As the Confederate cavalrymen rode up in the rear of the gathered refugees, many of them panicked, plunging themselves into the cold waters of the creek. It is estimated that hundreds of the probably several thousand people there – men, women and children – were drowned.

At present, the site of the drownings, known as Ebenezer Crossing, is commemorated only by a historic marker. Plans to preserve Ebenezer Crossing as a park and improve access to the historic spot are underway, but current public access is exclusively by water.

Paddling Excursions To Ebenezer Creek

Ebenezer Creek is a peaceful and striking place to kayak, canoe or paddleboard, with beautiful scenery and an abundance of birds, fish and other wildlife. The slow, sheltered waters of the creek are an ideal spot for beginners.

The entire creek is around 13 miles long, and takes a full day to paddle. If you lack paddling experience and knowledge of the area, it is best to take a guided tour, as it is easy to get lost along the creek, especially when high waters allow access to the bordering swamp.

Advance reservations for these trips are usually required. Tour companies may be able to arrange transportation to the launch site from Savannah and its vicinity for an additional fee, please inquire directly.

If you want to make an independent trip, canoe and kayak rentals are available from Rincon-based Backwater Expeditions: single kayaks for $35 per day; 2-person canoes for $45 per day. Call 912-398-6930 for reservations.

A free self-guided audio tour app is provided by the Springfield Ebenezer Greenway. Find details of how to download the app here.

Ebenezer Creek By Kayak

Backwater Expeditions specializes in tours of Ebenezer Creek, with two tours available. A 2.5- to 3-hour tour navigates the upper part of the creek between Long Bridge and Tommy Long landings. A longer, 4.5- to 5-hour tour takes in the lower part of the creek between Tommy Long Landing and the Savannah River.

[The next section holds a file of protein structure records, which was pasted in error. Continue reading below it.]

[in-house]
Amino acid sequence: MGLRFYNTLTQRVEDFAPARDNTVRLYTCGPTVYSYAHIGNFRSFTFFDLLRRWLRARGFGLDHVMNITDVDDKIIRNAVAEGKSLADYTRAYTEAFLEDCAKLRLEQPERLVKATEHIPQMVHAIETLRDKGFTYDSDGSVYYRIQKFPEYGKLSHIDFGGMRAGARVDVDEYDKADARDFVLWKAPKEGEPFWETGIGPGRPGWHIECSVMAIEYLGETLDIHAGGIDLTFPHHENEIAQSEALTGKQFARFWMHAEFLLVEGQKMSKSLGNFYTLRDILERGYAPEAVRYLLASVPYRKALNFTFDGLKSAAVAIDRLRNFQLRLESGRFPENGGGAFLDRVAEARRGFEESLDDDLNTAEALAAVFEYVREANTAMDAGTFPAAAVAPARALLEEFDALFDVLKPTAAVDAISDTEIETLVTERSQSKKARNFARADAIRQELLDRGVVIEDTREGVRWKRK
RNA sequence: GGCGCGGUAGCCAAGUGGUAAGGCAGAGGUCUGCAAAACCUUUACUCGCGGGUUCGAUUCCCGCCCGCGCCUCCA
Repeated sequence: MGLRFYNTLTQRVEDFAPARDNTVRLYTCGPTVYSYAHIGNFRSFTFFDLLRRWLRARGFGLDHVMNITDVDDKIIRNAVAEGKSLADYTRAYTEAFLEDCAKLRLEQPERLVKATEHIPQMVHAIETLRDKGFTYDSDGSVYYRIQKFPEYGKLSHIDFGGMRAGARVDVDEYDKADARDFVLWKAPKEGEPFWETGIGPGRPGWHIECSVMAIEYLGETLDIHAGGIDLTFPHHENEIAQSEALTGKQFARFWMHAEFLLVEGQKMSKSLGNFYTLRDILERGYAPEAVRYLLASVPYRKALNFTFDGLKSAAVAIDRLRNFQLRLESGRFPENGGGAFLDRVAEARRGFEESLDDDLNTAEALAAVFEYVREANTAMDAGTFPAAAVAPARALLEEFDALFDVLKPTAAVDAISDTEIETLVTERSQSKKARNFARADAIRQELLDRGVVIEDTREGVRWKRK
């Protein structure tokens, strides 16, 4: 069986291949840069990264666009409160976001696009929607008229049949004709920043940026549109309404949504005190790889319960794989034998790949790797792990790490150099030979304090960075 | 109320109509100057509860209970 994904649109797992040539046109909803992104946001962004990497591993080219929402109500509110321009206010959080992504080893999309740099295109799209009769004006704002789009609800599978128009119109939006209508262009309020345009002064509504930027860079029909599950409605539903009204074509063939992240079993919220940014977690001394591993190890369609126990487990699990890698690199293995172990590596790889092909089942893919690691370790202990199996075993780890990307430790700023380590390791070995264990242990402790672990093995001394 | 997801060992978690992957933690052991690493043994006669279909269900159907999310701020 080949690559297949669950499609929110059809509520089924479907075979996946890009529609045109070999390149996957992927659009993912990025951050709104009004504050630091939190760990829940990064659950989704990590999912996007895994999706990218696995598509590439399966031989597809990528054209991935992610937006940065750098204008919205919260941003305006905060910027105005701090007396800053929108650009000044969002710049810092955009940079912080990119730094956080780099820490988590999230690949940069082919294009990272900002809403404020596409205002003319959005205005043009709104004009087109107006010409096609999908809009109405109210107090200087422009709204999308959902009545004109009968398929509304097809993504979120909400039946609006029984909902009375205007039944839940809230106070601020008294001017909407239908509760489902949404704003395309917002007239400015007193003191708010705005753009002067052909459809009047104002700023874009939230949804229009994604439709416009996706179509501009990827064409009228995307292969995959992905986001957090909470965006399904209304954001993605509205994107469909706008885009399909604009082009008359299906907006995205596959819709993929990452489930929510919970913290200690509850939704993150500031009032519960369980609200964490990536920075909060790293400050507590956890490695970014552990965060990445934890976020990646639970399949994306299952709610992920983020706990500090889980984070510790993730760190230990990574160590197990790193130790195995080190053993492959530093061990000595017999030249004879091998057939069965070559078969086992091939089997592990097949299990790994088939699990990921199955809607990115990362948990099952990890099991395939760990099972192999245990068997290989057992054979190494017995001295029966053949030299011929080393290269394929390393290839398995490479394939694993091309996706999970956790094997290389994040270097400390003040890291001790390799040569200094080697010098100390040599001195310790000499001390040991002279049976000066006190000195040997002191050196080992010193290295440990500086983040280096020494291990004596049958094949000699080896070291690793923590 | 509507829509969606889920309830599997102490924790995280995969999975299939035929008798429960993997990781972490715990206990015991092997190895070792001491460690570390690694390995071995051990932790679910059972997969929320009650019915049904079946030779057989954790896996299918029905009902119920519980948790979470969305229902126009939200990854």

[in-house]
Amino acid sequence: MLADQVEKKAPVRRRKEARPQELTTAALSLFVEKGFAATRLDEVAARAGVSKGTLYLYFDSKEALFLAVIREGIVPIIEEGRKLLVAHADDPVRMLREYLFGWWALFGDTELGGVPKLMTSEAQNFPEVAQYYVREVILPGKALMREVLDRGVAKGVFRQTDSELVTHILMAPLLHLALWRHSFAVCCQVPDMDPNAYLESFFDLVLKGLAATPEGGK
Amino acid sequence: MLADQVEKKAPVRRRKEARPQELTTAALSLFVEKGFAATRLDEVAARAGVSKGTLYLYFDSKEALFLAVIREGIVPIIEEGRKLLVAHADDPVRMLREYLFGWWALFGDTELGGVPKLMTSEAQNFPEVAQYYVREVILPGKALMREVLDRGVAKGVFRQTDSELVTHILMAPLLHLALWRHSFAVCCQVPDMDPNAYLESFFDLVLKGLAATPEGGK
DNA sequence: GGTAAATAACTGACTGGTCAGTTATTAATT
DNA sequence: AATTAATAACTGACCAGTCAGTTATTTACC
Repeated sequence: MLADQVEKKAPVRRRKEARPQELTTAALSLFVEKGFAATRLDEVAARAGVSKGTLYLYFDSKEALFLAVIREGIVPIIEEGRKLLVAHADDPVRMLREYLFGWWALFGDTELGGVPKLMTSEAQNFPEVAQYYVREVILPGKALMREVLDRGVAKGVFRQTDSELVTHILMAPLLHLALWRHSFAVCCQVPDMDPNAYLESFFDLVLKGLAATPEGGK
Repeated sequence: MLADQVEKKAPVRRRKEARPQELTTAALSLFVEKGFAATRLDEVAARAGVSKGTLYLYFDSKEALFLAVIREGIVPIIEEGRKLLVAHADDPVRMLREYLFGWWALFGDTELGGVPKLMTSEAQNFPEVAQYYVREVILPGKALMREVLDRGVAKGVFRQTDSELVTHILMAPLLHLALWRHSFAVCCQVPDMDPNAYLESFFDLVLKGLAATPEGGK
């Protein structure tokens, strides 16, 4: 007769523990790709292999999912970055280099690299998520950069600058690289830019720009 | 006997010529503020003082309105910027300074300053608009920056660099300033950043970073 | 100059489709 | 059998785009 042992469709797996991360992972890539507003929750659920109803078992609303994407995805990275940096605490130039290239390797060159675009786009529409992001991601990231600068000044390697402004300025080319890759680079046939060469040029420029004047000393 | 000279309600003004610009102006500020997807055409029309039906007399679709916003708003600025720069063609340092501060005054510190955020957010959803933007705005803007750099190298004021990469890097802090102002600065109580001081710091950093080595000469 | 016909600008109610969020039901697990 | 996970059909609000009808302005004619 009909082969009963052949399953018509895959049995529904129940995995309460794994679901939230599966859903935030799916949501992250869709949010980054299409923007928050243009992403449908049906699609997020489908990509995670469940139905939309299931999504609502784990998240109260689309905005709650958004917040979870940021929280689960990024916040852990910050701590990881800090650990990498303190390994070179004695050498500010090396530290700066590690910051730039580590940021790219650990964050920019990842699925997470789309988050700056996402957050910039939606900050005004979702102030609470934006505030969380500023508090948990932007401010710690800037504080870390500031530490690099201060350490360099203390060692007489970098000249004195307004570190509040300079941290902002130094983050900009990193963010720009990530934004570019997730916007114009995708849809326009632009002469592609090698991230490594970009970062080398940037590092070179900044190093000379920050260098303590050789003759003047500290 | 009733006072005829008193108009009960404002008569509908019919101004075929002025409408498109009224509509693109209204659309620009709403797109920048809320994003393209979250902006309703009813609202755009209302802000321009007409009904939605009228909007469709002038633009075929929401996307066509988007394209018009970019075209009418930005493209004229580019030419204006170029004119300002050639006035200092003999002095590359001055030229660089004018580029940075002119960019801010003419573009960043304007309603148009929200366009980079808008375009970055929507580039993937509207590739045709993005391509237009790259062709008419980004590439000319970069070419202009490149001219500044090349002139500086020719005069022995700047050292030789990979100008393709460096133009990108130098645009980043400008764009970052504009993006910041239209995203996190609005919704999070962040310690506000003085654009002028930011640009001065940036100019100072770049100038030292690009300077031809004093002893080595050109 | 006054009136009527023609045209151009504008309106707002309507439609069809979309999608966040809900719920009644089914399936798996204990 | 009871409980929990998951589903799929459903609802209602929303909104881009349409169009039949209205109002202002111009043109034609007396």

Tours are $200 for up to 4 people, and an additional $25 each for up to two additional paddlers. Groups of up to 30 can be accommodated, 1-2 weeks notice is required. Well-behaved pets are welcome. Call 912-398-6930 for reservations and additional information. More details

Savannah Canoe and Kayak offers two tour options to Ebenezer Creek, with 3-hour and 5-hour excursions available. 3-hour tours $79 per person, 5 hours $95. Call 912-341-9502 for reservations. More details of 3-hour or 5-hour tours.

Savannah Coastal EcoTours offers a 3 hour kayak tour of Ebenezer Creek. $170 for 1-2 people, plus $70 per additional person. Transportation from downtown Savannah available for an additional fee. Call 912-220-6092 for reservations. More details

Sea Kayak Georgia’s Ebenezer tour is 4 hours long. $75 per person for a minimum of 4 participants. Call 912-786-8732 for reservations. More details

Ebenezer Creek By Canoe

Three local companies offer canoe tours of Ebenezer Creek.

Backwater Expeditions also offers its two kayak tours as above by canoe. $200 for 4 participants, $25 each for up to two additional participants, and larger groups by arrangement. Call 912-398-6930 for reservations. More details

Wilderness Southeast’s 4-hour canoe tour costs $190 for the first two people, plus $30 for each additional person up to a maximum of 6. Call 912-236-8115 or book online. More details

Sea Kayak Georgia’s tour, also 4 hours, is $75 per person, with a 4-person minimum. Call 912-786-8732 for reservations. More details

Ebenezer Creek By Paddleboard

Stand and Paddle offers a 2-hour paddleboard outing at Ebenezer Creek, including instruction in how to paddle. $35 per person, 4 person minimum. Text or call 843-368-8690 for reservations or book online. More details

Savannah Canoe and Kayak offers a 3-hour paddleboard tour of Ebenezer Creek, for $75 per person. Call 912-341-9502 for reservations. More details

Wilderness Southeast’s canoe tour above is also sometimes offered as a paddleboard tour. Call 912-236-8115 for details and availability. More details